July 29, 2005 5:10 PM  
Anonymous Anonymous said...

After 19 years of studying with Ted Green on a bi-monthly basis, I received a phone call from a close friend, Loni Spector, who had received a phone call from Dan Sawyer, that Ted Greene had passed away last Saturday. It has taken me several days and many hours of discussing with my wife my heartfelt grief over the loss of Ted. I had looked forward to another 30 years of Ted’s guidance. I could go on forever about all of the stories I have about him. I just wanted to share a little gem:

About 7 years ago Ted was playing at a little restaurant called the Seashell on Ventura Blvd., near his home. Ted liked to be close to home. Those of you who know Ted, know he was not a self-promoter and would seldom say where or when he was playing. On that evening I waited for the dinner crowd to thin out and then greeted Ted. As usual he was still playing because he never took a break. Unlike me who can’t put two words together when I play solo guitar, Ted kept on playing as we talked for a few minutes. Then I sat down at a table by myself next to two fellow long-hairs -- obviously guitar-types – and obviously expressing our mutual admiration for Ted. We broke into conversation. One of the gentlemen introduced himself as Shawn Lane. (Those of you who know, the incredibly talented Shawn Lane unfortunately is now deceased, too.) After Ted had played for 2 – 3 hours, noting our enthusiastic support, he decided to give us a little something extra. Starting with what seemed to be an almost folk-like theme, Ted proceeded to spin the theme, covering baroque, R&B, Bee-Bop, you-name-it, ultimately returning to its original simplistic form. All I can say is that it was akin to what Keith Jarret can do when he grabs a hold of a theme – spontaneous composition. About half way through this display of incredible musical prowess, I realized I had tears running down my face. I turned and looked over at Shawn and saw that he, too, was crying.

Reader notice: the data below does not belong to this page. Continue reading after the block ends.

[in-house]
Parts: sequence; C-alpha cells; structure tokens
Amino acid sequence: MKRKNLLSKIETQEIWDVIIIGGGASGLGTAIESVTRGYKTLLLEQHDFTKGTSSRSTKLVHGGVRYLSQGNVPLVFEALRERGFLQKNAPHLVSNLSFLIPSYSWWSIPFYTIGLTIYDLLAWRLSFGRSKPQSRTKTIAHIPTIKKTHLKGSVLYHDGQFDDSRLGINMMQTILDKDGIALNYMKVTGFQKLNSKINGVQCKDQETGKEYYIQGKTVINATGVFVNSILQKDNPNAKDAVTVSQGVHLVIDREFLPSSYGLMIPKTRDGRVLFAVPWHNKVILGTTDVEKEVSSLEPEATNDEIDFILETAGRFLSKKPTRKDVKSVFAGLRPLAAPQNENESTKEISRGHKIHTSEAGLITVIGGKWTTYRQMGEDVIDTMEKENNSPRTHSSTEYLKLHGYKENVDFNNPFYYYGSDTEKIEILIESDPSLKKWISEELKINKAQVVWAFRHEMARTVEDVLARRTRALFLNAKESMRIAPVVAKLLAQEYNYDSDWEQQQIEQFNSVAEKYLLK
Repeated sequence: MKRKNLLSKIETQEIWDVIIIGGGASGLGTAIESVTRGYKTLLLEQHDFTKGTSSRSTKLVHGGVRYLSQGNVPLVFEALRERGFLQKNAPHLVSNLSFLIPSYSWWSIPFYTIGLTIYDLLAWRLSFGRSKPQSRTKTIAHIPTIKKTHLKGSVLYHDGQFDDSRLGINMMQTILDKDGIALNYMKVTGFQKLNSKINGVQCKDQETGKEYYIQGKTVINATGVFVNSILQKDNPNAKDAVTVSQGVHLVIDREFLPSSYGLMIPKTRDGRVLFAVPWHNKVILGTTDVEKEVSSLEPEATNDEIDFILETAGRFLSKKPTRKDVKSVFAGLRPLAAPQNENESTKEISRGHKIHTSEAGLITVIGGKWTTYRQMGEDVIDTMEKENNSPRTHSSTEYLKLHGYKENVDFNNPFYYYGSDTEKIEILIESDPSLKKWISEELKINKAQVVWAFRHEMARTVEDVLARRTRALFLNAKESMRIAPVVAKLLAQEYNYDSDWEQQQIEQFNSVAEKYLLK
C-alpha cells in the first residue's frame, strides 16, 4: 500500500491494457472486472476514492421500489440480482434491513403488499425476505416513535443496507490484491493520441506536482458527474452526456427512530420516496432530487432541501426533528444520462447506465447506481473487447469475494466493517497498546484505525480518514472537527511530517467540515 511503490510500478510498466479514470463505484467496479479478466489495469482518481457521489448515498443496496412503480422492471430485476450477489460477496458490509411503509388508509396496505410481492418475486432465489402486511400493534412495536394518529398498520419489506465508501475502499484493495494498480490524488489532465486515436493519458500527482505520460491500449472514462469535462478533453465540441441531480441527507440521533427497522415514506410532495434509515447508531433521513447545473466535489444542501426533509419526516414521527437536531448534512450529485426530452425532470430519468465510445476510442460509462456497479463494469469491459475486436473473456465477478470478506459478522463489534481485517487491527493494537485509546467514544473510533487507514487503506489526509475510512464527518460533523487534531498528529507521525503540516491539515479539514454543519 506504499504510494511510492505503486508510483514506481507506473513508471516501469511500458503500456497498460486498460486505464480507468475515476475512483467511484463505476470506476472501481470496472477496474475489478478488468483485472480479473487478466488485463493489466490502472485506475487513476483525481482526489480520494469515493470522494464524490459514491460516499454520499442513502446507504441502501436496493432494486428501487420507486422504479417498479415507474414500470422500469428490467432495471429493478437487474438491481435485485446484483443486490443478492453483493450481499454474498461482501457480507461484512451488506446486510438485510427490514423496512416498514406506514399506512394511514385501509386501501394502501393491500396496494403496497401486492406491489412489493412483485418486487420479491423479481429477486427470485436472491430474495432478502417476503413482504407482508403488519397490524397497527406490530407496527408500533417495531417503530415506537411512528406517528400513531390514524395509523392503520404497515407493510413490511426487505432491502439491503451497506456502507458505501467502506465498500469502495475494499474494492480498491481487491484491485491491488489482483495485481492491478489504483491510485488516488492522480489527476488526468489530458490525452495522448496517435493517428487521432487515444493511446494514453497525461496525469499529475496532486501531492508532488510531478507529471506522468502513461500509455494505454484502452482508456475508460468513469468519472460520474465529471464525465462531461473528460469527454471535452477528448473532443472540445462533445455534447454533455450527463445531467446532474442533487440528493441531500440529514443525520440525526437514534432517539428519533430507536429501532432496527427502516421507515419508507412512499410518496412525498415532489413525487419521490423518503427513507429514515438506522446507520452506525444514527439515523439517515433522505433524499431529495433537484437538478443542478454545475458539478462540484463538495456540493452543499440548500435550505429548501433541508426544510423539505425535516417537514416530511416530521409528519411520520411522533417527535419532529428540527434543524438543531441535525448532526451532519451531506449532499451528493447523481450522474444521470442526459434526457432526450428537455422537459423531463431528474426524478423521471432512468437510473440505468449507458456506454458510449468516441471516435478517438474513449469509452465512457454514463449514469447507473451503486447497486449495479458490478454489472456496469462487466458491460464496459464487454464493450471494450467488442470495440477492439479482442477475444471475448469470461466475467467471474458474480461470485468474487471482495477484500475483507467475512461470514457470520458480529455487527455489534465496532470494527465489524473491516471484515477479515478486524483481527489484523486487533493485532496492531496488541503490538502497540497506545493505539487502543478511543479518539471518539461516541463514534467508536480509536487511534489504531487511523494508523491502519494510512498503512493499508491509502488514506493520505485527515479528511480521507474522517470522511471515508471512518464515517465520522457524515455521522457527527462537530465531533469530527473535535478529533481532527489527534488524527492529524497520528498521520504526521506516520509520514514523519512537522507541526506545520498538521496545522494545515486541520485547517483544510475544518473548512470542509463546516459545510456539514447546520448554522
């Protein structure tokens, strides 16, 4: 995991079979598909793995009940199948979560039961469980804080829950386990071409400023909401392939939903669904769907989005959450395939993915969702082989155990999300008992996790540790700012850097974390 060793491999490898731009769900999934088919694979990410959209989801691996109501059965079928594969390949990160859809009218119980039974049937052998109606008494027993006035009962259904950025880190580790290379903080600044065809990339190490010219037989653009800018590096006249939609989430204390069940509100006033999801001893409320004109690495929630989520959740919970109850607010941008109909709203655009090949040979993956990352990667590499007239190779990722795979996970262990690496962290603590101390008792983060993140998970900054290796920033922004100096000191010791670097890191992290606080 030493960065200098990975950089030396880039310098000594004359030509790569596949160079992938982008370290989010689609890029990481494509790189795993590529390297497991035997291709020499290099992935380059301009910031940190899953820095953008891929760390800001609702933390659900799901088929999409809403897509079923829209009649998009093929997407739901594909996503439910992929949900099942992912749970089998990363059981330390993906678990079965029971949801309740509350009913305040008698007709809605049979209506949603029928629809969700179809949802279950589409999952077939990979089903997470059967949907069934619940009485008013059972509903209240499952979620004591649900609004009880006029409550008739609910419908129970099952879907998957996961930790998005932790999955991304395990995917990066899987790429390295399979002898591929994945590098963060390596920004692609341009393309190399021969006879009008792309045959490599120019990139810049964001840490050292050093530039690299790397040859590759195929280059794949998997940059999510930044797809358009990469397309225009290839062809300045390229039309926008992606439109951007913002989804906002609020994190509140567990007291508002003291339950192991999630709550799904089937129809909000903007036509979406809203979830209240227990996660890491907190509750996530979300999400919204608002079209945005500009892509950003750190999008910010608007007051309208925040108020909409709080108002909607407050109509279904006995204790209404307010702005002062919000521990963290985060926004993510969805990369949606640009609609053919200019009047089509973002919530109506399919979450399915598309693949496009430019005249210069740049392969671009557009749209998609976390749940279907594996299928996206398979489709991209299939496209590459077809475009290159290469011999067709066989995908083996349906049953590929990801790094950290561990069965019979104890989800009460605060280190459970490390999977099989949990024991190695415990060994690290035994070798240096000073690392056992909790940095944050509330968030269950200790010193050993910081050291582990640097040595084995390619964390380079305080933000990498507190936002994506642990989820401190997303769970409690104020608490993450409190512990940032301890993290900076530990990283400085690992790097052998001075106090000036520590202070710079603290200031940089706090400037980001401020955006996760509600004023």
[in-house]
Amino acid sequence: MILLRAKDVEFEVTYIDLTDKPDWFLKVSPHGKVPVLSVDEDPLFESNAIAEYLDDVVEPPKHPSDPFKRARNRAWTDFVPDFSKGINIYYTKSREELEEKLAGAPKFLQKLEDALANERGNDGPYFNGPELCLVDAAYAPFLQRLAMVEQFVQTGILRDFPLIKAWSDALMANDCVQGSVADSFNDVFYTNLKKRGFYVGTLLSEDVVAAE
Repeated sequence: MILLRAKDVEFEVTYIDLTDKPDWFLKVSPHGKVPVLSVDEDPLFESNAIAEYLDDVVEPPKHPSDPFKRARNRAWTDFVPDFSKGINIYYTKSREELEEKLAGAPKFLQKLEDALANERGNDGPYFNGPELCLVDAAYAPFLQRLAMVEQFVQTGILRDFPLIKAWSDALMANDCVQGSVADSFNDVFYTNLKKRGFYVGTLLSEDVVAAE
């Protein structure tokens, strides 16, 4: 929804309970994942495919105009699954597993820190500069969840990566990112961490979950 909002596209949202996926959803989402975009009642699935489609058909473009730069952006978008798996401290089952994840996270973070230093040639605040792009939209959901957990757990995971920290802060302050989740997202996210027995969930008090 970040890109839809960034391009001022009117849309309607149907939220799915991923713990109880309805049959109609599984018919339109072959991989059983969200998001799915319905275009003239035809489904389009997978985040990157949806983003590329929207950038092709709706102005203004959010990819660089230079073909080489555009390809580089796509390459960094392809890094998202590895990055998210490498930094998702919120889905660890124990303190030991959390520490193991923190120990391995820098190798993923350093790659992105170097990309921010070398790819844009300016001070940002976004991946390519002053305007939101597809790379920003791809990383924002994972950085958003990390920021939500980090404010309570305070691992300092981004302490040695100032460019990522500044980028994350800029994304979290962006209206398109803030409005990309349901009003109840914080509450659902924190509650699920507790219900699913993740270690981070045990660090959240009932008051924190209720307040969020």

After the show was over, Ted and Shawn talked for hours about 1920-30 classical pianists , as well as their love of Bill Evans and Art Tatum. Ted and Shawn were both truly diverse in their love of music. It was an incredible night.

Every once in a while in life you come across something incredibly special and, to me, that was Ted Greene. His quest, as he told me numerous times, was beauty. And Ted could articulate that in a way that no one else that I’ve ever met could.

I will miss my dear friend, teacher and mentor forever. God Bless, Ted. Love, Bob Holt.

July 29, 2005 5:17 PM  
Anonymous Anonymous said...

How about fender guitars recognizing ted. I mean its not like he didn't take the telecaster to places no one even knew existed. I hope corporate music america is more sensitive then I fear. . .

July 29, 2005 8:48 PM  
Anonymous Anonymous said...

I see the respect and admiration of the guitar makers and the guitar and music press on their web sites: Fender, Gibson, Guild, Guitar One, Guitar Player, JazzGuitar - its really touching.

Not a word.

People do what they want to do.

Thank heavens for this site.

July 30, 2005 5:27 AM  
Anonymous Anonymous said...




July 30, 2005 12:55 PM  
Anonymous Anonymous said...

I never had the chance to meet Ted, but I've worked through two dog-eared copies of Modern Chord Progressions. It opened my ears to so much new music, and became my musical bible. I will be mining ideas out of there until they pull my guitars away from me.

Back in the 70's I was buying a copy of Chord Chemistry and the salesman said "You've heard this guy play, haven't you?". "No", I said. With a wink, he pulled out a copy of Solo Guitar from under the counter and said, "This will change your life, man."

Thanks, Ted, for all the inspiration. I hope I can pay you back in the next world.

-brad benefield

July 30, 2005 2:29 PM  
Anonymous Anonymous said...

I first met Ted as I walked out into the shop at Ernie Ball's studio in Tarzana. Here was this new kid Ernie had just hired, this New York boy, rocking back and forth and playing the most incredible Motown licks and changes. Who knew what was to come. I watched him dig, listen, practice, investigate, study and blossom into the most incredible master of harmony on the guitar that has ever lived.